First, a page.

Two takes on the resurgence of beautifully designed and printed print books: The Guardian takes the high road, the New York Times goes straight for the commercial jugular.
Both note that the print market is having to differentiate itself from the e-market in order to survive (and make money). A year on from first having a whirl with a Kindle, I'm still a resolute print-book reader and buyer.
I still read print books because the public library can supply (almost all) my needs. It's still cheaper for me to reserve a book I want through the library than to download it from Amazon, and because my reading backlist is so long, I don't feel like I'm missing out by not having it now.
My print buying has tailed off mostly to YA fiction (cheaper than 'adult' books), new releases by my favourite authors (completist urges) and essay collections (no real reason, there's just something I like about them). I buy very few books that I haven't already read. In fact, I buy books largely in order to loan them - there's something irreplaceable, for me, about the physical act of handing over a book for someone else to love. I haven't (more shame me) bought an art book all year.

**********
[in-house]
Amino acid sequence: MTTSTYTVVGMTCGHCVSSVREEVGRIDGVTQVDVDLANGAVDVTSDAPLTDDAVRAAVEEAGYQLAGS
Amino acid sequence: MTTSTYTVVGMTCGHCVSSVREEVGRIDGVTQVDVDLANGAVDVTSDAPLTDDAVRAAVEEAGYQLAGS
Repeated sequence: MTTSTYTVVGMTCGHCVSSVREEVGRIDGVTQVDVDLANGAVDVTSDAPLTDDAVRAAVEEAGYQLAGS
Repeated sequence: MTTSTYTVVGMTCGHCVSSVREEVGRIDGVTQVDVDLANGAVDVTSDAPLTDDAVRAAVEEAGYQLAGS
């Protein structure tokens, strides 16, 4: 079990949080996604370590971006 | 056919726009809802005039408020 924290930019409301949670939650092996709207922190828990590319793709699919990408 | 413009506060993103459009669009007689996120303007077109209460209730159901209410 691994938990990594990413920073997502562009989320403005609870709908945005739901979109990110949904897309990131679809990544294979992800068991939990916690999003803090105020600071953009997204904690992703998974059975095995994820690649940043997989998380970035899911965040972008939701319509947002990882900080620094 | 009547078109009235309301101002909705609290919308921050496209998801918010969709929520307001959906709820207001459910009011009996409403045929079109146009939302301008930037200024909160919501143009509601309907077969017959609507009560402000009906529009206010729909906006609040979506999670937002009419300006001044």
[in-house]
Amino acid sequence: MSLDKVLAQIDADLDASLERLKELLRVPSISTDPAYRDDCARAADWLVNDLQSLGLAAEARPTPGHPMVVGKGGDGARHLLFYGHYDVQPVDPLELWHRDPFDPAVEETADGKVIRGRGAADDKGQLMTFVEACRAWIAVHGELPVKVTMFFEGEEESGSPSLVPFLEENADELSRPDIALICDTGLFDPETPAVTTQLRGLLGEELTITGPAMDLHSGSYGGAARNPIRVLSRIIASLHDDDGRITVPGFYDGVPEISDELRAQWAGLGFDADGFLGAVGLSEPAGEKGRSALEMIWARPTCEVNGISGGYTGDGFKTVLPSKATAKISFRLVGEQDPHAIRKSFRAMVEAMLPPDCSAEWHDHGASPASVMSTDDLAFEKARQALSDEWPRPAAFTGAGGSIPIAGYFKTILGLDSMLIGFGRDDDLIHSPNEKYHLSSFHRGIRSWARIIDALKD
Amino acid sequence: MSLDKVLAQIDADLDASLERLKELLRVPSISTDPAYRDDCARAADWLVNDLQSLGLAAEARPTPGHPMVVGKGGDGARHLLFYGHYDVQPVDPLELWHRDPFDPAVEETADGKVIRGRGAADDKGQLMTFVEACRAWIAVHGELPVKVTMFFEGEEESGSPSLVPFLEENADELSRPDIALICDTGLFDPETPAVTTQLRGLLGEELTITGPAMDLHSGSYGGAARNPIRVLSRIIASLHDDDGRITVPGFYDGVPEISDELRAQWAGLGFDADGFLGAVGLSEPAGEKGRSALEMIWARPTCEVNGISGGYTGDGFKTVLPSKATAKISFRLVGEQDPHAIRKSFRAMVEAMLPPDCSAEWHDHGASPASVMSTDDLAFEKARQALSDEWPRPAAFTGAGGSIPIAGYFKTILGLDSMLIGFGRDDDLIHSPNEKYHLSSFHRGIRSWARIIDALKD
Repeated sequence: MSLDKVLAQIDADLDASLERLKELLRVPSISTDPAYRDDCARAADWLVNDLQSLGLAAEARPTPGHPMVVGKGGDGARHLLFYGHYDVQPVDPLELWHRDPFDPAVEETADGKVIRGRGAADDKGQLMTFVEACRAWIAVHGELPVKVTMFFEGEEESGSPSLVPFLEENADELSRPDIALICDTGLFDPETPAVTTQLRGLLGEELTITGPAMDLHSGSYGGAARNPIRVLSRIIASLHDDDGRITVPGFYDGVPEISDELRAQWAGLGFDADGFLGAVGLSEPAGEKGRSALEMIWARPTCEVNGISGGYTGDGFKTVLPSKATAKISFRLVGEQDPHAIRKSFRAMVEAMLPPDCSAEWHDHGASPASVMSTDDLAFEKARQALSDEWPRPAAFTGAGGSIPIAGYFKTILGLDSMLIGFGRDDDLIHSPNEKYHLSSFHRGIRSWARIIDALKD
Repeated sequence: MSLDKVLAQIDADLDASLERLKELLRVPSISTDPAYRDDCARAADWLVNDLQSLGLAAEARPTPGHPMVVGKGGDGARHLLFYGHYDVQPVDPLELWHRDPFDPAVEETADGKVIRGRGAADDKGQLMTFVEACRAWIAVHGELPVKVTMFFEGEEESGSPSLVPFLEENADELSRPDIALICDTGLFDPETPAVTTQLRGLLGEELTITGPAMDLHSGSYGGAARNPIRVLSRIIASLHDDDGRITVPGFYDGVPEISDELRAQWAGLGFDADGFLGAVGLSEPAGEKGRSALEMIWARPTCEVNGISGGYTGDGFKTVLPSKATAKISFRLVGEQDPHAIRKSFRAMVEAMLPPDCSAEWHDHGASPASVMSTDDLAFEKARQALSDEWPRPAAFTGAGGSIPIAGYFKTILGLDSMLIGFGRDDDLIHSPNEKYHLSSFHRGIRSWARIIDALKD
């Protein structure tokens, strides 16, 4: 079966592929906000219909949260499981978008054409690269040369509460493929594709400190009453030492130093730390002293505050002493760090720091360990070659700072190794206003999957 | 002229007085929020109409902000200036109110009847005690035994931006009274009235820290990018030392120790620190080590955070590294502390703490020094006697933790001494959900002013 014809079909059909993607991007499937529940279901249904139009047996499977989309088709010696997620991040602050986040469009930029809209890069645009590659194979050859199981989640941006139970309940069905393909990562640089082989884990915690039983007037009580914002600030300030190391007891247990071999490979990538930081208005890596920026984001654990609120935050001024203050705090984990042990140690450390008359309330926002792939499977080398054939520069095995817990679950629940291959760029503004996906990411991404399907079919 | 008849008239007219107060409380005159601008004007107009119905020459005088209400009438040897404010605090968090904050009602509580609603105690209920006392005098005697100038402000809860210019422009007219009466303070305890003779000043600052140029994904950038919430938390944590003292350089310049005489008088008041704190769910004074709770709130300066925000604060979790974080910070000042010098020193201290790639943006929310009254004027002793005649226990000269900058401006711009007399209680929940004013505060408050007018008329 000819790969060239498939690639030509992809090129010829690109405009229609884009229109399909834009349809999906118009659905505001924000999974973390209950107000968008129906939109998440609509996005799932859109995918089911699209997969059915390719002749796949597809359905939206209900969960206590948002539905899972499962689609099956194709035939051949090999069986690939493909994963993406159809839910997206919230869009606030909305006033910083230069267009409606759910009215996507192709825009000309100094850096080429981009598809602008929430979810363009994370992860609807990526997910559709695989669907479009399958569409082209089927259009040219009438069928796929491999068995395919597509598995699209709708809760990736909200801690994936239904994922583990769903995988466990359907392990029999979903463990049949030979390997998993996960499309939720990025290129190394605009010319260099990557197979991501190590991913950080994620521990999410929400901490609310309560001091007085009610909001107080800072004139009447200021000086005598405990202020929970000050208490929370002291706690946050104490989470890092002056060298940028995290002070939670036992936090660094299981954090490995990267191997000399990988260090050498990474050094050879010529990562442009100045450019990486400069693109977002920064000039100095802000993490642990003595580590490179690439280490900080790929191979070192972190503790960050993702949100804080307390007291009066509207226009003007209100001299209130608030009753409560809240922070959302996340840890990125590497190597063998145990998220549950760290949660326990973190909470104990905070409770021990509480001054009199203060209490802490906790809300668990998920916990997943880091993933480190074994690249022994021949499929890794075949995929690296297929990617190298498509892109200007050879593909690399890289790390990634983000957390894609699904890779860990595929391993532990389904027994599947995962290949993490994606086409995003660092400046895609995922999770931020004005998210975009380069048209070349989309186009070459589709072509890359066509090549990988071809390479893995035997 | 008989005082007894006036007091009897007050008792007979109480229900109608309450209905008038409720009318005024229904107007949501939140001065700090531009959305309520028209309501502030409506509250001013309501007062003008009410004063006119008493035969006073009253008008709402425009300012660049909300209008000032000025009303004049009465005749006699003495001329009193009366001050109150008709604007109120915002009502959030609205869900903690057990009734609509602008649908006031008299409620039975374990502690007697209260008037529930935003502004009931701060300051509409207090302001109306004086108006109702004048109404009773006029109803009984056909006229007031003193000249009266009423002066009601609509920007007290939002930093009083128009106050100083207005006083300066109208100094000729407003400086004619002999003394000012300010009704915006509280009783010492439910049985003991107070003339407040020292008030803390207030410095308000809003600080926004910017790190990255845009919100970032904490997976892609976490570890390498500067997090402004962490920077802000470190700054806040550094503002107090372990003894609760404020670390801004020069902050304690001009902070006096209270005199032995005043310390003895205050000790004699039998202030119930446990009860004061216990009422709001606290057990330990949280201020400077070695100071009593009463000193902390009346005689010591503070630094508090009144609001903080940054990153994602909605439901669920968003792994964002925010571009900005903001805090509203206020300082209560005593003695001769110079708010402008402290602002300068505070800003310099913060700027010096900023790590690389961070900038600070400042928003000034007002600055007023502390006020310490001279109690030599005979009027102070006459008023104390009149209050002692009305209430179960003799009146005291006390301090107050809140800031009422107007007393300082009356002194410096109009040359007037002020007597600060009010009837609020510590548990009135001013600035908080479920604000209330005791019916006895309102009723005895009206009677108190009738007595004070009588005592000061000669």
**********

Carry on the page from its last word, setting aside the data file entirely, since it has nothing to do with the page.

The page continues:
Some people have photo albums. I have bookshelves: even without cracking them open, my books remind me of people and places and moments in my life; where and when I read them, who I was at that time, who I shared them with. Plus, yeah - they do smell good.